Fecal microbiota transplantation (FMT) has demonstrated promise for the treatment of recurrent Clostridioides difficile infection (RCDI) but is not effective in every patient with CDI, according to a study published in the Journal of Clinical Gastroenterology.
The incidence and severity of CDI have increased tremendously in developed countries; treatment with FMT has gained popularity in the last decade. Researchers conducted a systematic review and meta-analysis to evaluate the effectiveness of FMT in the management of CDI compared with medical therapy (MT), consisting of standard antibiotic regimens.
The outcomes of interest were clinical cure, as confirmed by the resolution of diarrhea and/or negative CDI testing. The researchers defined primary CDI as the first episode of CDI confirmed endoscopically or by laboratory analysis, and RCDI as a laboratory or endoscopically confirmed episode of CDI after at least 1 course of antibiotics.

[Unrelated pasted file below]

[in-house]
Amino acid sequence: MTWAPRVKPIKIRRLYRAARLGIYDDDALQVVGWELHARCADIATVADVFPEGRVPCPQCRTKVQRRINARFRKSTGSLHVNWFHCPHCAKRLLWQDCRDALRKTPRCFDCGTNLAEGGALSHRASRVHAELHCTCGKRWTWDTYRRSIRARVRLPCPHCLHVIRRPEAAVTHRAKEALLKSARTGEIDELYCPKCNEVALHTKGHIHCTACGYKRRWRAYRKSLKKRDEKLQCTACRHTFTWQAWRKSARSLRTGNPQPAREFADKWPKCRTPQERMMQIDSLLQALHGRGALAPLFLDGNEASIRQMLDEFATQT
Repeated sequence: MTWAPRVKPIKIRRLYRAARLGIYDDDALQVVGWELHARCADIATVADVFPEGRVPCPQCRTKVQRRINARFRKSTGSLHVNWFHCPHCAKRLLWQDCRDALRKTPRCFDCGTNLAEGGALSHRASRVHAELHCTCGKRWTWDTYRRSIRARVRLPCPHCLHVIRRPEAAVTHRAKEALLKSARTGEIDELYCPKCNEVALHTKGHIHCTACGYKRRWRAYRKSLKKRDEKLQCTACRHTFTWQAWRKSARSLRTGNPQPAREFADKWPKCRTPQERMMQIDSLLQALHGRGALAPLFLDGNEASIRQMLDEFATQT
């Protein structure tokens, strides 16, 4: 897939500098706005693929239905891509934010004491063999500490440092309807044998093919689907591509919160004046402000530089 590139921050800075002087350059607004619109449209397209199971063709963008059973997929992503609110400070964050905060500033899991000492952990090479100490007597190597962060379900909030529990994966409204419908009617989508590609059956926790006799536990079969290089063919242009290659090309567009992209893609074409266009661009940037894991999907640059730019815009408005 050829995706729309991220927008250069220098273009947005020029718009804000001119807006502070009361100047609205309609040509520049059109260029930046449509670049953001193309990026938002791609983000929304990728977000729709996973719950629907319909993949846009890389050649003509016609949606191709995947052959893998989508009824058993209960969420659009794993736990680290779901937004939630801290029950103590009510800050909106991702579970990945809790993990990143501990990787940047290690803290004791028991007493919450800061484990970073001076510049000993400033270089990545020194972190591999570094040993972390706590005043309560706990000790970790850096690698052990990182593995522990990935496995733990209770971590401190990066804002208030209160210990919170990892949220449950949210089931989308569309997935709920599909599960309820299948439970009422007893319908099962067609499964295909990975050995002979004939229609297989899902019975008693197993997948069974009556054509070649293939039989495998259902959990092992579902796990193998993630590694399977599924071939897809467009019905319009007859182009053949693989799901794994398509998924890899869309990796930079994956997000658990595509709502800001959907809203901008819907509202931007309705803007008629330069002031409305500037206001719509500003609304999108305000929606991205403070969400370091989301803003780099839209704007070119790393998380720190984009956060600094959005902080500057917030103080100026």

In total, 7 studies with 238 patients were included in the meta-analysis. FMT did not have a statistically significant difference for clinical cure of combined primary and RCDI after first session (P =.12) and multiple sessions of FMT (P =.07), compared with MT. Following subgroup analysis, FMT showed a statistically higher rate of response than MT for RCDI, but for primary CDI, there was no statistically significant difference between the 2 treatments.
This meta-analysis was limited by its small sample size and presence of heterogeneity. Additionally, the researchers noted the studies included in the analysis were not of high quality overall.
The researchers concluded, “FMT has shown very promising results for the treatment of RCDI, but it was not shown to be effective in every single patient with CDI especially patients with primary episode of CDI.” “At this moment of time, MT should continue to be the treatment of choice in patients with primary CDI,” they recommended.
Singh T, Bedi P, Bumrah K, et al. Fecal microbiota transplantation and medical therapy for Clostridium difficile infection meta-analysis of randomized controlled trials. J Clin Gastroenterol. Published online September 9, 2021. doi: 10.1097/MCG.0000000000001610